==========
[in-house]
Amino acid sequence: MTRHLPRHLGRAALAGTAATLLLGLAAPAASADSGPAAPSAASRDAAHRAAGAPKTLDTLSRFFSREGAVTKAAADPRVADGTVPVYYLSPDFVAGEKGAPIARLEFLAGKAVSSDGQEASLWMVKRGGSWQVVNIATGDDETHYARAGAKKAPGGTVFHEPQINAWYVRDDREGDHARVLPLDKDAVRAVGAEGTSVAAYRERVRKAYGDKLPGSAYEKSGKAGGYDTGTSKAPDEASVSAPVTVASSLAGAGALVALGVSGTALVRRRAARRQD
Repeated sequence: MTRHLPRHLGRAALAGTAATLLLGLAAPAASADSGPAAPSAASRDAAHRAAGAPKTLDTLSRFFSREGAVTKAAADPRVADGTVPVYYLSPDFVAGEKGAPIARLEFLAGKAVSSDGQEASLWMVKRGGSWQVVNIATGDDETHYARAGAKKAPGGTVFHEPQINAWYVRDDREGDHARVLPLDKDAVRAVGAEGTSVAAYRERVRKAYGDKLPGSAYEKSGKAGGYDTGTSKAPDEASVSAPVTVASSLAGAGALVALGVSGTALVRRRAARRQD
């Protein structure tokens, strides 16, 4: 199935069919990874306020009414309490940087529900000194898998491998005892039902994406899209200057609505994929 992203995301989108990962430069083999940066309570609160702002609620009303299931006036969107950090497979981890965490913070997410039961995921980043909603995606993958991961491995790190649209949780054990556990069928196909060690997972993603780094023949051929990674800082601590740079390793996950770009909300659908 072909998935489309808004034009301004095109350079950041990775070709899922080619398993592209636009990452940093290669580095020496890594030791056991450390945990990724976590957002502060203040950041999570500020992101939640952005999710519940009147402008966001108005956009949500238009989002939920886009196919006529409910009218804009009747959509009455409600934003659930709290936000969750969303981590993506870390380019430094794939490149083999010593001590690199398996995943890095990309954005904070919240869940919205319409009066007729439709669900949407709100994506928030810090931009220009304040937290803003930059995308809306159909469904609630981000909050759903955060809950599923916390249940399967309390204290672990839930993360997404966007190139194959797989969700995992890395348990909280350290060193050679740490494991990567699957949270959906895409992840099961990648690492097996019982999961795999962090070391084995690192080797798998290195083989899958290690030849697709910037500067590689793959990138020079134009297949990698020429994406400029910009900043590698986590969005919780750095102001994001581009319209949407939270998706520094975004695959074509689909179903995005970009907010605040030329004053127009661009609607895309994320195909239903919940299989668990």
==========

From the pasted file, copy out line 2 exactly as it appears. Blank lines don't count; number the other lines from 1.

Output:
Amino acid sequence: MTRHLPRHLGRAALAGTAATLLLGLAAPAASADSGPAAPSAASRDAAHRAAGAPKTLDTLSRFFSREGAVTKAAADPRVADGTVPVYYLSPDFVAGEKGAPIARLEFLAGKAVSSDGQEASLWMVKRGGSWQVVNIATGDDETHYARAGAKKAPGGTVFHEPQINAWYVRDDREGDHARVLPLDKDAVRAVGAEGTSVAAYRERVRKAYGDKLPGSAYEKSGKAGGYDTGTSKAPDEASVSAPVTVASSLAGAGALVALGVSGTALVRRRAARRQD